We asked and they say that they are finding solutions to the Climate Emergency.
Icecaps melting in the Arctic. Fires in California. Deforestation in Asia. It is easy to think that the climate emergency is someone else’s problem, but the reality is that changes to our environment are as much an issue in Scotland – and Edinburgh – as they are elsewhere.
From rises in temperature pushing vulnerable plants to the margins, to the flooding of our homes and streets caused by less predictable rainfall, the effects of climate change can be witnessed all over the country.
However, at the Royal Botanic Garden Edinburgh (RBGE), expert teams are leading the way in understanding and finding innovative solutions to some of these problems.
In an area previously prone to waterlogging, an experimental Rain Garden, developed with Heriot-Watt University, is proving to be a natural and sustainable solution to flooding. By lowering the ground to create a shallow basin, then using gravel and grit to change the profile of the soil and improve drainage, it catches and retains rainwater, allowing it to be reabsorbed by the planted vegetation. Planting up with different species of herbaceous perennials, grasses and shrubs, including Scottish native plants, benefits biodiversity and allows horticulturists to test the effectiveness of different species. It also demonstrates how every gardener can play their own part in mitigating climate change.
Elsewhere in the Garden, the Scottish Rare Plant programme is dedicated to understanding and protecting Scotland’s native plants. Climate change, over-grazing and man-made changes to our environment threaten plants such as the alpine blue-sow thistle (Cicerbita alpina), woolly willow (Salix lanata) and small cow-wheat (Melampyrum sylvaticum), with Cicerbita now existing in only four places in the Cairngorms.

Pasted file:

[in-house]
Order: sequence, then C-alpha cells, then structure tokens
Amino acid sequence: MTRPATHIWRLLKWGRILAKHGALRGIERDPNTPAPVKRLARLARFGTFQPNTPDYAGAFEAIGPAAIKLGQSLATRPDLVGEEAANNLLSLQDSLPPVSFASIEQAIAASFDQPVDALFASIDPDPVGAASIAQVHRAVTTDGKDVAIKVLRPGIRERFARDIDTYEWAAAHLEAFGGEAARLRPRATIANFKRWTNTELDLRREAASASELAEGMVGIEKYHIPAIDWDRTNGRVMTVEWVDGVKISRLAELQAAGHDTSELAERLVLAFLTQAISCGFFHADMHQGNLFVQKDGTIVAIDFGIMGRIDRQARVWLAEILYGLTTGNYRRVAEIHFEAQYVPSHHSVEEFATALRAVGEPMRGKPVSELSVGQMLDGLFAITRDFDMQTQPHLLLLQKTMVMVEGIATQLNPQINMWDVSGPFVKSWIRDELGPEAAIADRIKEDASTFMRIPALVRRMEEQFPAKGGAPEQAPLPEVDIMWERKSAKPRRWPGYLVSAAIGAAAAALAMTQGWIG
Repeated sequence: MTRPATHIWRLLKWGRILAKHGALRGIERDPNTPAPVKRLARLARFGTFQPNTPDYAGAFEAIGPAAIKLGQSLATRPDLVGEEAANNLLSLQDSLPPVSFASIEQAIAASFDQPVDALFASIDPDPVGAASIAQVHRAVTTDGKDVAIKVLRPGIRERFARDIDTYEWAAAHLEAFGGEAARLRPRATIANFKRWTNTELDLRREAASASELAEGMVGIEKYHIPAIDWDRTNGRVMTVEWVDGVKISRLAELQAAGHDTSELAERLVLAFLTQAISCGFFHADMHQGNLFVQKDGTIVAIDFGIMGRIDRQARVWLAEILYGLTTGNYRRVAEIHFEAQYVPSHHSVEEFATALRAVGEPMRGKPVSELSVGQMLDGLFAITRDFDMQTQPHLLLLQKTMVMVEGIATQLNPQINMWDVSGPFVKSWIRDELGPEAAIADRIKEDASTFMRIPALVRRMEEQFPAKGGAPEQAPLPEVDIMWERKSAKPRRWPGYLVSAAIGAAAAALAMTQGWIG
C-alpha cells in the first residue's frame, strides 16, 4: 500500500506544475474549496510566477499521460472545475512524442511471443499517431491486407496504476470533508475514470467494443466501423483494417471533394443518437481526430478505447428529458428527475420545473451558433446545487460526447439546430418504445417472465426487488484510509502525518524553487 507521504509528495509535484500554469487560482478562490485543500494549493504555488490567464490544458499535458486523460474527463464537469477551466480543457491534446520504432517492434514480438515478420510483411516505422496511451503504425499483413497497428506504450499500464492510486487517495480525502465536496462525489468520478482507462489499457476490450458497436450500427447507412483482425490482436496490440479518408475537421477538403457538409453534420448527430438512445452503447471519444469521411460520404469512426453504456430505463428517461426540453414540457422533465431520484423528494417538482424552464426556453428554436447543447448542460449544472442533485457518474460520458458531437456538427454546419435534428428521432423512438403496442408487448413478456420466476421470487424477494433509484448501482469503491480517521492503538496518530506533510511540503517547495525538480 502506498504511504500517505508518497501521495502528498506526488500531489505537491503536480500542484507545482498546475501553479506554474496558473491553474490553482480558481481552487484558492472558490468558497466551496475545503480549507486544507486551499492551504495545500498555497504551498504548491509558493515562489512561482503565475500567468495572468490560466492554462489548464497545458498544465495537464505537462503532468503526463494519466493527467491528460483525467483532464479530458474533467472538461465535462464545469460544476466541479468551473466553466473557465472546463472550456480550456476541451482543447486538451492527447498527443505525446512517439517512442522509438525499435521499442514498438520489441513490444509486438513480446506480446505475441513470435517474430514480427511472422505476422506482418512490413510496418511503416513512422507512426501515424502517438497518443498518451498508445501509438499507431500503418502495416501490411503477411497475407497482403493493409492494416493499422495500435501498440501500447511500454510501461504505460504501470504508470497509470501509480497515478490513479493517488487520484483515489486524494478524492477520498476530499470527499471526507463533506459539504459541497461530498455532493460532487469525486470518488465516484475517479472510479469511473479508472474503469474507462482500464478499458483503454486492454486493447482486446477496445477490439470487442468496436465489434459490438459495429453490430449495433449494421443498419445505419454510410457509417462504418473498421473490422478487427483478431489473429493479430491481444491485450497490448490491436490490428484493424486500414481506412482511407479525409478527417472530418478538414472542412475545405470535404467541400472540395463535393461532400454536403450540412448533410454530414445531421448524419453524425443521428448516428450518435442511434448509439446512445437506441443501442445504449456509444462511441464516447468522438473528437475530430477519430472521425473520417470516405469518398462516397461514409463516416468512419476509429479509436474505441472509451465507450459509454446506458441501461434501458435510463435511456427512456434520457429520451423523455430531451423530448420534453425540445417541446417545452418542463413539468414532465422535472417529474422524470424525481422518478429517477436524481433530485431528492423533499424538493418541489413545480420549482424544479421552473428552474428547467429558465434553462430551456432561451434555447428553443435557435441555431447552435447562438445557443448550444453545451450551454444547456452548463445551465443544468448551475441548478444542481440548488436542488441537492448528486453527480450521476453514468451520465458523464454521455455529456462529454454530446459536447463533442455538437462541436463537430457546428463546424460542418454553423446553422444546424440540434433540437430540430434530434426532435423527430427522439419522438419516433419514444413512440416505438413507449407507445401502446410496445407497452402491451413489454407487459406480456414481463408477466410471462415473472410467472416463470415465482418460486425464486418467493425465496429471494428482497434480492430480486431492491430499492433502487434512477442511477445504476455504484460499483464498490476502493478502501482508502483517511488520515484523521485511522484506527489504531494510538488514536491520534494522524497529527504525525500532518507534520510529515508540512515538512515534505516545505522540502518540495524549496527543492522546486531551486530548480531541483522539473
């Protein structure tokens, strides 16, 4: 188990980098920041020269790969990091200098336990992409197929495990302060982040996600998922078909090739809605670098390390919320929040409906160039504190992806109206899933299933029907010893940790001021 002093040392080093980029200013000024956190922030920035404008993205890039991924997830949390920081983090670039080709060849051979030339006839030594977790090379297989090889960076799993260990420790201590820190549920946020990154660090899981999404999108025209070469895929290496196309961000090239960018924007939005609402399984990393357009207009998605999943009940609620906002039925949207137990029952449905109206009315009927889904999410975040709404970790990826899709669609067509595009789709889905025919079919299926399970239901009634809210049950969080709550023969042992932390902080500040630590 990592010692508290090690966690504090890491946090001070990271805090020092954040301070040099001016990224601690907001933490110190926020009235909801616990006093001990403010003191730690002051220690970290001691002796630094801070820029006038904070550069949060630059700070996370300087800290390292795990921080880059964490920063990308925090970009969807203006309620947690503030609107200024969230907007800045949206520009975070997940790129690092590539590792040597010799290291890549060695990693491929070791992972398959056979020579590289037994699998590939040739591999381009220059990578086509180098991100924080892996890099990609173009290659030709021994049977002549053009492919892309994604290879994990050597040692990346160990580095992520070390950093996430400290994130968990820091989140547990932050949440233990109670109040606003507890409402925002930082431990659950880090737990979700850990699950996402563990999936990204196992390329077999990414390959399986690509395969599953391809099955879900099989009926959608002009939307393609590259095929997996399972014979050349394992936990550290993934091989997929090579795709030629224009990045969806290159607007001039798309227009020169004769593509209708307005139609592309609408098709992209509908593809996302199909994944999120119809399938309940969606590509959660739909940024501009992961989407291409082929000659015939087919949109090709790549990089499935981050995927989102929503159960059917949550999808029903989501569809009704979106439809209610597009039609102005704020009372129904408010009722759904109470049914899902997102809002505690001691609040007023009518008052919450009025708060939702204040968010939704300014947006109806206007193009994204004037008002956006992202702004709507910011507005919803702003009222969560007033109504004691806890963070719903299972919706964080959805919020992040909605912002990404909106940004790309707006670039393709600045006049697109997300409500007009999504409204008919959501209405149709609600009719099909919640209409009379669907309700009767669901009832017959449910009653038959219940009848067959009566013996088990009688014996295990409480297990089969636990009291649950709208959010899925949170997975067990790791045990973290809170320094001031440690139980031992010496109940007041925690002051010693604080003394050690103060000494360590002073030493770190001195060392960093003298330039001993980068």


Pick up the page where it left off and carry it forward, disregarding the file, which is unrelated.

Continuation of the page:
RBGE research is helping to inform practical conservation work, allowing teams to multiply plant numbers and increase their genetic diversity. Plants are then translocated to the wild to create completely new, genetically healthy populations, giving these beautiful and tenacious plants their best chance of long-term survival.
Tiny, rare and often overlooked, bryophytes such as liverworts and mosses are incredibly important to the global ecosystem. They provide habitats for micro-organisms, prevent soil erosion, capture carbon and act like giant sponges, helping to control the flow of water and minimise flooding. However, liverworts flourish in areas of high rainfall close to the snowline. If Scotland’s temperature continues to rise, and the snow disappears, the plant will have nowhere else to go.
RBGE scientists use DNA barcoding to learn more about these luscious plants, identifying communities that are ecologically important or at risk. They investigate diversity in threatened habitats, helping to characterise the impacts of climate change and land management: the essential first steps in developing meaningful conservation strategies.
As well as conservation work in Scotland, RBGE works with partners in 55 countries. Learn more about the national and international work of the research institute by visiting its four Gardens in Edinburgh, Benmore near Dunoon, Dawyck near Peebles and Logan near Stranraer. Engage with the Edinburgh Rain Garden, follow the Lichen Trails and admire Scottish native plants in ex-situ conservation collections.